September 21, 2018 / 1:10 PM / a year ago

U.S. Justice Department may delay meeting on possible social media bias: source

WASHINGTON (Reuters) - The Justice Department is considering delaying a meeting with state attorneys general planned for next week to discuss concerns about conservative voices being stifled on social media, according to a person familiar with the discussions.

A U.S. flag flies at the headquarters of the Department of Justice in Washington, U.S., August 3, 2018. REUTERS/Brian Snyder

Companies like Facebook Inc, Twitter Inc and Google owner Alphabet Inc have been accused by some conservatives of allegedly seeking to exclude their ideas.

The companies deny any such bias.

The Justice Department said last week it had invited a bipartisan group of 24 state attorneys general to attend the Sept. 25 meeting. So far, the attorneys general of California, Nebraska, South Carolina and Texas have said they would attend.

Attorney General Jeff Sessions called the meeting after President Donald Trump criticized social media outlets, alleging unfair treatment of conservatives. Antitrust issues are also expected to be discussed at the meeting.

Social media companies have faced pressure from users and lawmakers over their role in spreading false information, and have stepped up efforts to curb activity aimed at disrupting the midterm elections or that use hateful or violent speech.

The Justice Department is considering holding the social media discussion during a November meeting of the National Association of Attorneys General, the source said.

The Justice Department did not respond to a request for comment.

Representative Greg Walden, chair of the House of Representatives Energy and Commerce Committee, said in a hearing earlier this month that Twitter had made “mistakes” that, he said, minimized Republicans’ presence on the social media site, a practice conservatives have labeled “shadow banning.”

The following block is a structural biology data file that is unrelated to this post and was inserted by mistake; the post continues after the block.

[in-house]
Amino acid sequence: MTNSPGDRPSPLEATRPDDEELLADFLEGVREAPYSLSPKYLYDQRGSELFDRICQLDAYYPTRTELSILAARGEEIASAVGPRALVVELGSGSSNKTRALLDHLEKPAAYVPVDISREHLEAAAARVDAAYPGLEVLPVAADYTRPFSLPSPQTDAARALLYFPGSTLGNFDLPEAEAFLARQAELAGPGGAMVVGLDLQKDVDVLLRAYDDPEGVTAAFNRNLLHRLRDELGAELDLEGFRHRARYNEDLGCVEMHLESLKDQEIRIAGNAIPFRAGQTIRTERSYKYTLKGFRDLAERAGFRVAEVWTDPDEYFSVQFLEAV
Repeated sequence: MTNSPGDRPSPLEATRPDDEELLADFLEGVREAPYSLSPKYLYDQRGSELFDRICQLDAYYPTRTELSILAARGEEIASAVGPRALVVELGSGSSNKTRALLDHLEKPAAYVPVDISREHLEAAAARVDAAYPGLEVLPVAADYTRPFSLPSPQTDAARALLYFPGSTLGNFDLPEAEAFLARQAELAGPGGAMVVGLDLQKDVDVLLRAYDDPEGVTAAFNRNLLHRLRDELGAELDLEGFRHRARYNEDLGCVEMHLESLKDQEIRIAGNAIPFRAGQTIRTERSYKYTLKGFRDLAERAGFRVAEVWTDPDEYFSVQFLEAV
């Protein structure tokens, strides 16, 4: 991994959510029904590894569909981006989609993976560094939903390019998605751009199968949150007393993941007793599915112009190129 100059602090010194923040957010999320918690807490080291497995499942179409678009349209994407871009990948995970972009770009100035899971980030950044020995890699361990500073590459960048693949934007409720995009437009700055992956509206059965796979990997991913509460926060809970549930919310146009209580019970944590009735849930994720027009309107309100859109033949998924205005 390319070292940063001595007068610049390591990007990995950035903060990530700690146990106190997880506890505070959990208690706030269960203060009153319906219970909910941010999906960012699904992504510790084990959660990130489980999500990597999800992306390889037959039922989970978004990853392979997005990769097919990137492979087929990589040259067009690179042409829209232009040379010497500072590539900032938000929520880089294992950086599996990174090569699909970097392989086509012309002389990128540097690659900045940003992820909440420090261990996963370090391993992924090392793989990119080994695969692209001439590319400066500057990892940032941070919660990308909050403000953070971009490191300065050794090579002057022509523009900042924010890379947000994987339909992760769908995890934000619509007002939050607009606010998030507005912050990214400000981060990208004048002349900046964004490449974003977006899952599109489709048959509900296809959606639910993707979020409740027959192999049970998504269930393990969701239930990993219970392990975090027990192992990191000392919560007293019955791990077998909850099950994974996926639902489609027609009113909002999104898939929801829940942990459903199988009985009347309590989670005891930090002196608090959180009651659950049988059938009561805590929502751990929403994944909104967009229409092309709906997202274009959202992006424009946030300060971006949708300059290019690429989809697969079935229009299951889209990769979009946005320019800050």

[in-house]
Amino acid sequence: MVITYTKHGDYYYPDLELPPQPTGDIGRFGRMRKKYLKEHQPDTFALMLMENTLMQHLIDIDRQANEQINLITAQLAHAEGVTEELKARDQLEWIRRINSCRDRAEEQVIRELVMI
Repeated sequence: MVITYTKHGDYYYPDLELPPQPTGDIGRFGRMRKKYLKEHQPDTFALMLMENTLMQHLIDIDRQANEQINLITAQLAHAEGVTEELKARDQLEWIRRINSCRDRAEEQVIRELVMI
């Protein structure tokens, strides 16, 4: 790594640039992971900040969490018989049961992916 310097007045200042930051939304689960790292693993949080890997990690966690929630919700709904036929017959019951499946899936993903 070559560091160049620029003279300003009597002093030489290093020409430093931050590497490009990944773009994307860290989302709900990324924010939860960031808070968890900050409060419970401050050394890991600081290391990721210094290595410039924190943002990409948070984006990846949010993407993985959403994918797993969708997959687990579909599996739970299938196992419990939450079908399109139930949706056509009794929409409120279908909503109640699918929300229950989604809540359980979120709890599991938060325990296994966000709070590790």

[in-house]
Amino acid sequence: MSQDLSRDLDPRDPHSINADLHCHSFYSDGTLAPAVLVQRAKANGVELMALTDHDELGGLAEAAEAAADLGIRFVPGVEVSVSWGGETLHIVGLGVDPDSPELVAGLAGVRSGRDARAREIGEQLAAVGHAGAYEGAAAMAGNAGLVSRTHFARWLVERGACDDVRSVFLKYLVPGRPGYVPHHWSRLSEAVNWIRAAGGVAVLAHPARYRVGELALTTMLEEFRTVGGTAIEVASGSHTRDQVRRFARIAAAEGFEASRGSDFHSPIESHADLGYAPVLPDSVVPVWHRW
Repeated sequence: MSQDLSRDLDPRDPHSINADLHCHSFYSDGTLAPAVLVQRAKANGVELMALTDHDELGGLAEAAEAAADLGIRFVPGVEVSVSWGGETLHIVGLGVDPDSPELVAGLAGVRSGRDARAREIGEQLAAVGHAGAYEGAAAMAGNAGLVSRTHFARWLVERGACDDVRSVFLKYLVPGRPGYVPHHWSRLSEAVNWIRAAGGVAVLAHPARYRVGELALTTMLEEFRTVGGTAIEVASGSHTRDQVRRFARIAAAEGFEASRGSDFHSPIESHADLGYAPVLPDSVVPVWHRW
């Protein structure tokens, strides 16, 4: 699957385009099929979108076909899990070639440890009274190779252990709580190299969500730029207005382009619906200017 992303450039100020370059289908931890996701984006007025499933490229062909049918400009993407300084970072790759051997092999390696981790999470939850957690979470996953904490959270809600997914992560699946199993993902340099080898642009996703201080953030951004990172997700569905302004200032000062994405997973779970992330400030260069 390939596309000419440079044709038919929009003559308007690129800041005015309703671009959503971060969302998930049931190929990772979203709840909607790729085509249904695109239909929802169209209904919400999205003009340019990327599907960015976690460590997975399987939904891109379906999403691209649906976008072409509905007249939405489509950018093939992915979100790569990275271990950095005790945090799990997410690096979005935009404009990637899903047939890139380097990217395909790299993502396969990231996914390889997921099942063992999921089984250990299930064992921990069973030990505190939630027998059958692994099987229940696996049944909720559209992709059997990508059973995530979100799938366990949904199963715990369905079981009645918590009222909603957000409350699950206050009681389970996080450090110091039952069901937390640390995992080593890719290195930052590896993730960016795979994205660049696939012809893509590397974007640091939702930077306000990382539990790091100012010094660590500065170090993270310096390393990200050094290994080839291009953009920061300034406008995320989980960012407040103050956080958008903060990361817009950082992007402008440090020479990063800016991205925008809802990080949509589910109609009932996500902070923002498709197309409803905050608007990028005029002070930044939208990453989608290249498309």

At the hearing, Twitter Chief Executive Jack Dorsey said some of the platform’s algorithms had not been impartial and that the algorithm had been changed to fix the issue.

Publicly at least, state attorneys general have not given much support to the idea that they might investigate social media companies because of concerns over political bias.

A handful of states said they planned to attend the meeting.

Of those, the Texas attorney general’s office said it would send a representative because of concerns about conservative ideas “being suppressed on several social media platforms,” Marc Rylander, a spokesman for Texas Attorney General Ken Paxton, said in an emailed statement.

California’s Attorney General Xavier Becerra did not seem inclined to attack social media companies, saying in a statement earlier this month: “States like California, the nation’s tech leader and home to a $385 billion tech industry, have a wealth of insight and expertise to share in any inquiry about the role of technology companies, and we look forward to a thoughtful conversation in Washington, D.C.”

The National Association of Attorneys General meeting is scheduled for Nov. 27-29 in Charleston, South Carolina, according to the group’s website.

Reporting by Diane Bartz; Editing by Bernadette Baum

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